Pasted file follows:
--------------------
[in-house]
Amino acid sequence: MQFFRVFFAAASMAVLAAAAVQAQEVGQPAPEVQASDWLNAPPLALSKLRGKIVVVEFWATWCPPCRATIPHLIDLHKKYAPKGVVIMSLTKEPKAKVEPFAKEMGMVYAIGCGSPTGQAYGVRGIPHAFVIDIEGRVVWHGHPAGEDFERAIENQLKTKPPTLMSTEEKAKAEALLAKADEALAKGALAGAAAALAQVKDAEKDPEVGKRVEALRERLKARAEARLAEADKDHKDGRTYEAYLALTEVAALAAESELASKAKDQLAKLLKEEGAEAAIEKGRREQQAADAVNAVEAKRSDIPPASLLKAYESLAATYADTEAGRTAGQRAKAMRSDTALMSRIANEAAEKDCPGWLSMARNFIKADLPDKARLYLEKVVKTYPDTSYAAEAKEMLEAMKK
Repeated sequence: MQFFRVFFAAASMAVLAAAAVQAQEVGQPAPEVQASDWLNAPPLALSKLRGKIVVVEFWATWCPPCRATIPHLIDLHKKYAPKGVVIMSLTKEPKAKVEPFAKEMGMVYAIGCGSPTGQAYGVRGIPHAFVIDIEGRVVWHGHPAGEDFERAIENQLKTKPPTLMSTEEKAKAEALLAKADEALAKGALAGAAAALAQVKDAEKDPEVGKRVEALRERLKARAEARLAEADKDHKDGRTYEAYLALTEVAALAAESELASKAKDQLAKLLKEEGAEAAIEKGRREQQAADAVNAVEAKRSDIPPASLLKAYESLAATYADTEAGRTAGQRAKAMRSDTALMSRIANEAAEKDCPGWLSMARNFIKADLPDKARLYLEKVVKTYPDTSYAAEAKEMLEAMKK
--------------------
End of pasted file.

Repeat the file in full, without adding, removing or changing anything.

[in-house]
Amino acid sequence: MQFFRVFFAAASMAVLAAAAVQAQEVGQPAPEVQASDWLNAPPLALSKLRGKIVVVEFWATWCPPCRATIPHLIDLHKKYAPKGVVIMSLTKEPKAKVEPFAKEMGMVYAIGCGSPTGQAYGVRGIPHAFVIDIEGRVVWHGHPAGEDFERAIENQLKTKPPTLMSTEEKAKAEALLAKADEALAKGALAGAAAALAQVKDAEKDPEVGKRVEALRERLKARAEARLAEADKDHKDGRTYEAYLALTEVAALAAESELASKAKDQLAKLLKEEGAEAAIEKGRREQQAADAVNAVEAKRSDIPPASLLKAYESLAATYADTEAGRTAGQRAKAMRSDTALMSRIANEAAEKDCPGWLSMARNFIKADLPDKARLYLEKVVKTYPDTSYAAEAKEMLEAMKK
Repeated sequence: MQFFRVFFAAASMAVLAAAAVQAQEVGQPAPEVQASDWLNAPPLALSKLRGKIVVVEFWATWCPPCRATIPHLIDLHKKYAPKGVVIMSLTKEPKAKVEPFAKEMGMVYAIGCGSPTGQAYGVRGIPHAFVIDIEGRVVWHGHPAGEDFERAIENQLKTKPPTLMSTEEKAKAEALLAKADEALAKGALAGAAAALAQVKDAEKDPEVGKRVEALRERLKARAEARLAEADKDHKDGRTYEAYLALTEVAALAAESELASKAKDQLAKLLKEEGAEAAIEKGRREQQAADAVNAVEAKRSDIPPASLLKAYESLAATYADTEAGRTAGQRAKAMRSDTALMSRIANEAAEKDCPGWLSMARNFIKADLPDKARLYLEKVVKTYPDTSYAAEAKEMLEAMKK